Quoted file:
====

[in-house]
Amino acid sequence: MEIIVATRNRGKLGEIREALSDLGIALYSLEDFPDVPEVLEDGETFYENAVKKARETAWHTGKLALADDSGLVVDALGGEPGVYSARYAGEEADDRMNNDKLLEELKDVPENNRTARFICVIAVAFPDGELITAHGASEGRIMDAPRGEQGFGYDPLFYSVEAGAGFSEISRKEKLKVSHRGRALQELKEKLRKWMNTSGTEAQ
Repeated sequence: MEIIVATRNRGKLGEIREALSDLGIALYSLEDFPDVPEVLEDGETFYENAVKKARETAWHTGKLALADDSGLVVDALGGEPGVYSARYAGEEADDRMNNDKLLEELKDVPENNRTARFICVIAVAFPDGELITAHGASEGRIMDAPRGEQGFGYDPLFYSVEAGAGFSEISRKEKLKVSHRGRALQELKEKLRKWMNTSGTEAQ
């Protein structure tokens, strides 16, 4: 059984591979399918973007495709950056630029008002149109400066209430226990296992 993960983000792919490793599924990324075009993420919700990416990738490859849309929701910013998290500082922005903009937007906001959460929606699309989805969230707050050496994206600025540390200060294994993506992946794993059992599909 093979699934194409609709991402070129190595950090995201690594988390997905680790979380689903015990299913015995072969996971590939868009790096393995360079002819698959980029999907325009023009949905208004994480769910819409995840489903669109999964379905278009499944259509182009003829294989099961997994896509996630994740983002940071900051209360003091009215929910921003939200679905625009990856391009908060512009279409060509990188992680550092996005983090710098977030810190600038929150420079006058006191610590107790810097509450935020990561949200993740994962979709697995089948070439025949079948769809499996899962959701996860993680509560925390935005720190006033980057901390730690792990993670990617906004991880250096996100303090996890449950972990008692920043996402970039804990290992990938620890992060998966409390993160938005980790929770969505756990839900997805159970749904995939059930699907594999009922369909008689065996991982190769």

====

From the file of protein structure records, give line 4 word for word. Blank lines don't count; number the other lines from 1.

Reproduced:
């Protein structure tokens, strides 16, 4: 059984591979399918973007495709950056630029008002149109400066209430226990296992 993960983000792919490793599924990324075009993420919700990416990738490859849309929701910013998290500082922005903009937007906001959460929606699309989805969230707050050496994206600025540390200060294994993506992946794993059992599909 093979699934194409609709991402070129190595950090995201690594988390997905680790979380689903015990299913015995072969996971590939868009790096393995360079002819698959980029999907325009023009949905208004994480769910819409995840489903669109999964379905278009499944259509182009003829294989099961997994896509996630994740983002940071900051209360003091009215929910921003939200679905625009990856391009908060512009279409060509990188992680550092996005983090710098977030810190600038929150420079006058006191610590107790810097509450935020990561949200993740994962979709697995089948070439025949079948769809499996899962959701996860993680509560925390935005720190006033980057901390730690792990993670990617906004991880250096996100303090996890449950972990008692920043996402970039804990290992990938620890992060998966409390993160938005980790929770969505756990839900997805159970749904995939059930699907594999009922369909008689065996991982190769």